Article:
Responses to requests for admission in United States District Court are the topic of this blog post. Requests for admission are governed by Rule 36 of the Federal Rules of Civil Procedure in United States District Court and Rule 7036 of the Federal Rules of Bankruptcy Procedure.
The responses to the requests for admission must be served on the propounding party and all other parties to the action within 30 days after service unless otherwise stipulated or ordered by the court. This time period is extended to 33 days if the requests for admission were served by mail.
The importance of serving timely responses cannot be stressed enough as Rule 36(a)(3) states that, “A matter is admitted unless, within 30 days after being served, the party to whom the request is directed serves on the requesting party a written answer or objection addressed to the matter and signed by the party or its attorney. A shorter or longer time for responding may be stipulated to under Rule 29 or be ordered by the court.”
The responses must also comply with Rule 36(a)(4) which states that, “If a matter is not admitted, the answer must specifically deny it or state in detail why the answering party cannot truthfully admit or deny it. A denial must fairly respond to the substance of the matter; and when good faith requires that a party qualify an answer or deny only a part of a matter, the answer must specify the part admitted and qualify or deny the rest. The answering party may assert lack of knowledge or information as a reason for failing to admit or deny only if the party states that it has made reasonable inquiry and that the information it knows or can readily obtain is insufficient to enable it to admit or deny.”
Rule 36(a)(5) states that, “The grounds for objecting to a request must be stated. A party must not object solely on the ground that the request presents a genuine issue for trial.”
The responding party should also keep in mind that the Federal courts in particular are notoriously intolerant of generic or “boilerplate” objections that are interposed without any supporting facts. Examples include “vague and ambiguous” where no details are provided as to why the request for admission is vague and ambiguous. The use of boilerplate objections with no supporting facts may result in the imposition of monetary sanctions as well as waiver of the objections.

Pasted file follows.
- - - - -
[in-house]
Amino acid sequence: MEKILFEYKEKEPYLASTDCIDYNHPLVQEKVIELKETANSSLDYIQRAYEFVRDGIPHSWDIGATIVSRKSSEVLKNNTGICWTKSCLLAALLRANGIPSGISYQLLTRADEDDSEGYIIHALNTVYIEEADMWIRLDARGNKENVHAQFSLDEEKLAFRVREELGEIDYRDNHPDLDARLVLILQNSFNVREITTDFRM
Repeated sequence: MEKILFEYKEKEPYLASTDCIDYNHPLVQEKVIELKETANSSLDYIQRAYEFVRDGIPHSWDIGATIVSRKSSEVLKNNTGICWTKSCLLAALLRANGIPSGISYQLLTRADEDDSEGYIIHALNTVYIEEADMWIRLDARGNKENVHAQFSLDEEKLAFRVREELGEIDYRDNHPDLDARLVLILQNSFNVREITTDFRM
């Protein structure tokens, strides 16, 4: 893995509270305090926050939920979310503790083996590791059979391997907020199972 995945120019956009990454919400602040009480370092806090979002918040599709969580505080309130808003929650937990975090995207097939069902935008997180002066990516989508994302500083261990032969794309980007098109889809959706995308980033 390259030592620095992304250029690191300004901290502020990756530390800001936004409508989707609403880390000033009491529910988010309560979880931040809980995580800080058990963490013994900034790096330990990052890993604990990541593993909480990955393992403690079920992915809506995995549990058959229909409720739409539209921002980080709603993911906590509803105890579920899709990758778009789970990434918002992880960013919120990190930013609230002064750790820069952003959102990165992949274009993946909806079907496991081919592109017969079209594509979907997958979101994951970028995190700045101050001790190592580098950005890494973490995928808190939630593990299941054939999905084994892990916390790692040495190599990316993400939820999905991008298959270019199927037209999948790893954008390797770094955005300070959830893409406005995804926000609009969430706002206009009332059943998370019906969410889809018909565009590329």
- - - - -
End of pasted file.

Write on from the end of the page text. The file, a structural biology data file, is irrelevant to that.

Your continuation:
The responses must be signed under oath and the attorney must sign any response that contains any objections.
Attorneys or parties who would like to view a portion of a sample 9 page responses to requests for admission in United States District Court under Rule 36 containing brief instructions for responding, a generic verification under oath with notary acknowledgment for use in most states, a specific verification for California only, and proof of service by mail sold by the author can see below.
The author of this blog post, Stan Burman, is an entrepreneur and freelance paralegal who has worked in California and Federal litigation since 1995 and has created over 255 sample legal documents for California and Federal litigation. If you are in need of assistance with any California or Federal litigation matters, Mr. Burman is available on a freelance basis. Mr. Burman may be contacted by e-mail at DivParalgl@yahoo.com for more information. He accepts payments through PayPal which means that you can pay using most credit or debit cards.
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Please note that the author of this blog post, Stan Burman is NOT an attorney and as such is unable to provide any specific legal advice. The author is NOT engaged in providing any legal, financial, or other professional services, and any information contained in this blog post is NOT intended to constitute legal advice.
The materials and information contained in this blog post have been prepared by Stan Burman for informational purposes only and are not legal advice. Transmission of the information contained in this blog post is not intended to create, and receipt does not constitute, any business relationship between the author and any readers. Readers should not act upon this information without seeking professional counsel.